Startups often look for funding in order to get their business off the ground. But what do all of those letters mean? Series A B C D and E Funding are terms that startup owners might hear frequently but not understand. We will take a brief look at each stage of funding and explain what it means for startups.
Series A Funding
In a Series A round, startups are expected to have a plan for developing a business model, even if they haven’t proven it yet. They’re also expected to use the money raised to increase revenue.
Series A is a point where many startups fail. In a phenomenon known as “Series A crunch,” even startups that are successful with their seed round often have trouble securing a Series A round. The reason for this is that investors want to see proof that the startup can generate revenue and turn a profit before they invest more money.
Series B Funding
A startup that reaches the point where they’re ready to raise a Series B round has already found their product/market fit and needs help expanding. A Series B round is a type of equity financing, in which venture capitalists invest in exchange for shares in the company.
The capital raised in a Series B round can be used to help a startup expand its operations, hire new personnel, and support other growth initiatives. While a Series B round is typically smaller than a Series A round, it is still a significant investment that can help a startup reach the next level.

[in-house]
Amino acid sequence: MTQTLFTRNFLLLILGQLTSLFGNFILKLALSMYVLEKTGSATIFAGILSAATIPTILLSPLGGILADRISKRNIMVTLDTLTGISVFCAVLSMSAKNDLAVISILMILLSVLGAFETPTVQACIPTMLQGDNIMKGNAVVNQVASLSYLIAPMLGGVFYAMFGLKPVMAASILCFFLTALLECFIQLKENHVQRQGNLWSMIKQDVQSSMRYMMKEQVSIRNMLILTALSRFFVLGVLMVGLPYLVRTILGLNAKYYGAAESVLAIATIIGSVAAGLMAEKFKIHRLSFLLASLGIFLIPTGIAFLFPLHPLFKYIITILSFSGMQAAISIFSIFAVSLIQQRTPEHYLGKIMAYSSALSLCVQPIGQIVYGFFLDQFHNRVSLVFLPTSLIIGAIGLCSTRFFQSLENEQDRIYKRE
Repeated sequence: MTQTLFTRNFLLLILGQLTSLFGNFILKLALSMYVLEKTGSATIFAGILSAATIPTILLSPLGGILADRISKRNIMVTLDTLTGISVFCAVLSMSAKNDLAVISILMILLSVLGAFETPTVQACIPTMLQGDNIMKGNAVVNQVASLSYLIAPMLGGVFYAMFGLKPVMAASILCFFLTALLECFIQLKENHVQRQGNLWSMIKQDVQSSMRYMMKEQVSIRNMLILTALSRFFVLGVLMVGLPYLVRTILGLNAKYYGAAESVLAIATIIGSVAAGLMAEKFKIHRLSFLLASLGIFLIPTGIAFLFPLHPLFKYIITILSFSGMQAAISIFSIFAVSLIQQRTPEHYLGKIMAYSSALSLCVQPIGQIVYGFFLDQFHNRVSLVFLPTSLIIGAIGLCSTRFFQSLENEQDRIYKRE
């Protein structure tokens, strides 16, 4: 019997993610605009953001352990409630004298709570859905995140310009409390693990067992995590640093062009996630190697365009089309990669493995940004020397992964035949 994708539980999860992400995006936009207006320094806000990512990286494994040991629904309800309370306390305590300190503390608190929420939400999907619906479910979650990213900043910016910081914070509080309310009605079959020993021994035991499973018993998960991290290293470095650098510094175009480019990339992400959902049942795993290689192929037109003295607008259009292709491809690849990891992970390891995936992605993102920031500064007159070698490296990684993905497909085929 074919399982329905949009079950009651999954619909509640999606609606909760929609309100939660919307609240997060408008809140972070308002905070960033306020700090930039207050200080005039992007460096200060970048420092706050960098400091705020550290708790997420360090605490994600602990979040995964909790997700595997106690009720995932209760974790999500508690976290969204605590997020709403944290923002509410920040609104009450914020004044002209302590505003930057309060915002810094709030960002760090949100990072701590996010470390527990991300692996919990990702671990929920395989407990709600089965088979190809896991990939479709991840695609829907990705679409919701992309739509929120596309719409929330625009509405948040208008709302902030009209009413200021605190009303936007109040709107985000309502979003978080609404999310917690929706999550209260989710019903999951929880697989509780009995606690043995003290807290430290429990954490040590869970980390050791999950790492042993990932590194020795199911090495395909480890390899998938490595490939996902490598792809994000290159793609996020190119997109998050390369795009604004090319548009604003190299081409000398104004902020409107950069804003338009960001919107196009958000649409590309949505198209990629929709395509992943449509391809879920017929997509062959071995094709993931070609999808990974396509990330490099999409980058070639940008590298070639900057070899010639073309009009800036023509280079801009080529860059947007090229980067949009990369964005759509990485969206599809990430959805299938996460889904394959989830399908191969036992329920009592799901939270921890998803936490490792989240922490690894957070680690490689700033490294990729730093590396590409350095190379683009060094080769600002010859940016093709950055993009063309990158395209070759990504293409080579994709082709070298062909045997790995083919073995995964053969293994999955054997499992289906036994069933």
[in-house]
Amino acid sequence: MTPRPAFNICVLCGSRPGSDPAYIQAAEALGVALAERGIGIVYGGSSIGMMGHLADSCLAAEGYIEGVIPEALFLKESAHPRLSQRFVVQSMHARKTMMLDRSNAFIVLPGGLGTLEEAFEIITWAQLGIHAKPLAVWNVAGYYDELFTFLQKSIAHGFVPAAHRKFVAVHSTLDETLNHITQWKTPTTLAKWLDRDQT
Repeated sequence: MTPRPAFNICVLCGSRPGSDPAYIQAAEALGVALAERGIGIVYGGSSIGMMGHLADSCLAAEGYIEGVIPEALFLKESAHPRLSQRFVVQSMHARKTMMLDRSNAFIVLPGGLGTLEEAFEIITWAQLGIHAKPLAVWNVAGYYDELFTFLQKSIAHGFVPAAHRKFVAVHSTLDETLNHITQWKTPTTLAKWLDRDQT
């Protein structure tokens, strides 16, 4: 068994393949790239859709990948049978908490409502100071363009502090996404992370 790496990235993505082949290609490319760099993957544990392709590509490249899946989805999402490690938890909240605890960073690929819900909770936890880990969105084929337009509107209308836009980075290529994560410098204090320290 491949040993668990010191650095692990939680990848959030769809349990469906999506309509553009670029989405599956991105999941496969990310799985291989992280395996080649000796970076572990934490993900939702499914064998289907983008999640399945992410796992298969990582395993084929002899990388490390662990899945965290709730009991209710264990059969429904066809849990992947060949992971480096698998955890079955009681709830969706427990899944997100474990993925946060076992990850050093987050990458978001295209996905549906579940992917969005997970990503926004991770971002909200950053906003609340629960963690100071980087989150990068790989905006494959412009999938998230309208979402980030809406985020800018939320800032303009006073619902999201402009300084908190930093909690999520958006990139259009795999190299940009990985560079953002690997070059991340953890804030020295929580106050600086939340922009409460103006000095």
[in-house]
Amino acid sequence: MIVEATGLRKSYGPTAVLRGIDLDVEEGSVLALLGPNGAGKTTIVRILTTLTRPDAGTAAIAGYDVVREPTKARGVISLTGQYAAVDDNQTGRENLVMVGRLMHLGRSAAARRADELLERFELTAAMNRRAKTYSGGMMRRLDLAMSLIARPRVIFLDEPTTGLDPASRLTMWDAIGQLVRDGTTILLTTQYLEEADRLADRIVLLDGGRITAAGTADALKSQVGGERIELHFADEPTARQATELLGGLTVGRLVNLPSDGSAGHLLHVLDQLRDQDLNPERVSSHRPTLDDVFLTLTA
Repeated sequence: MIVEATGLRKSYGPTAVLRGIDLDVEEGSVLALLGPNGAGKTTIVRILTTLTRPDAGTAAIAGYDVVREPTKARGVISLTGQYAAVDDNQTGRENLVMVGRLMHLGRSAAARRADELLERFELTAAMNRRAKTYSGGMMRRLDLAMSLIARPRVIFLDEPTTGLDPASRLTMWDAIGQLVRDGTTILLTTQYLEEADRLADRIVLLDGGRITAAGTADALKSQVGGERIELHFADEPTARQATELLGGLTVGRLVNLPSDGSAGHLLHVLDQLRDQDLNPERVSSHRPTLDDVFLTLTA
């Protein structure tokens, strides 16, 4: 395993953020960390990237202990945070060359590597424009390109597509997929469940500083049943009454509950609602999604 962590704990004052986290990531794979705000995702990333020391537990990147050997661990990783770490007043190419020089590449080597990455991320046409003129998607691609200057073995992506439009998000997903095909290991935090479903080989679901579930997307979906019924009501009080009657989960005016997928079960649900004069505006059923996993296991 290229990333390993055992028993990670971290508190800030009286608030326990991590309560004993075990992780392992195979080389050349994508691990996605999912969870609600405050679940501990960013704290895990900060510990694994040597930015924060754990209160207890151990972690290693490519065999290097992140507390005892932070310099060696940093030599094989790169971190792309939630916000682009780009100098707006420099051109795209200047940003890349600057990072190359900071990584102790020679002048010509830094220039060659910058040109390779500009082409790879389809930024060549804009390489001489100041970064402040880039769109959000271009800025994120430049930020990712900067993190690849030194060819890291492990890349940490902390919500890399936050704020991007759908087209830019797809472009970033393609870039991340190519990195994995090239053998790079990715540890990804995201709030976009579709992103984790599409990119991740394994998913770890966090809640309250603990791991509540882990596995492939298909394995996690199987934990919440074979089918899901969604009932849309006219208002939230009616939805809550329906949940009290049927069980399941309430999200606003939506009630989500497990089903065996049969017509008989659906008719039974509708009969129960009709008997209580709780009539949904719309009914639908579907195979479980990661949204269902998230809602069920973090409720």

Series C Funding
A company in the Series C stage is typically looking to take their product out of their home country and reach an international market. They may also be looking to increase their valuation before going for an Initial Public Offering (IPO) or an acquisition.
A Series C round is usually led by a venture capital firm. The average amount raised in a Series C round is $50 million. In order to qualify for this type of funding, a company must have reached certain milestones, such as having a working product and generating revenue.
Series D Funding
A company that raises a Series D round of funding is usually doing so for one of two reasons: either they’ve found a new opportunity for expansion and need an extra boost to get there, or they haven’t hit the expectations laid out after their previous round of funding and are looking for a way to stay afloat.
Nevertheless, if a company raises a Series D round with the intention of expanding its business, that can be seen as a positive sign by investors and potential shareholders. Therefore, it is essential for companies to be clear about their intentions for raising additional funds before going public.
Series E Funding
While it is certainly rare for a company to reach Series D funding, it is even more uncommon for them to reach Series E. This is often due to one of several factors: They have failed to meet the expectations of their investors, they want to stay private for a longer period of time, or they need a little more financial assistance before going public. Read more about Debunking Myths About Call Center Customer Support.
There you have it: a brief overview of Series A B C D and E funding. While each stage of funding comes with its own challenges and expectations, it is important for startups to understand the basics before moving forward.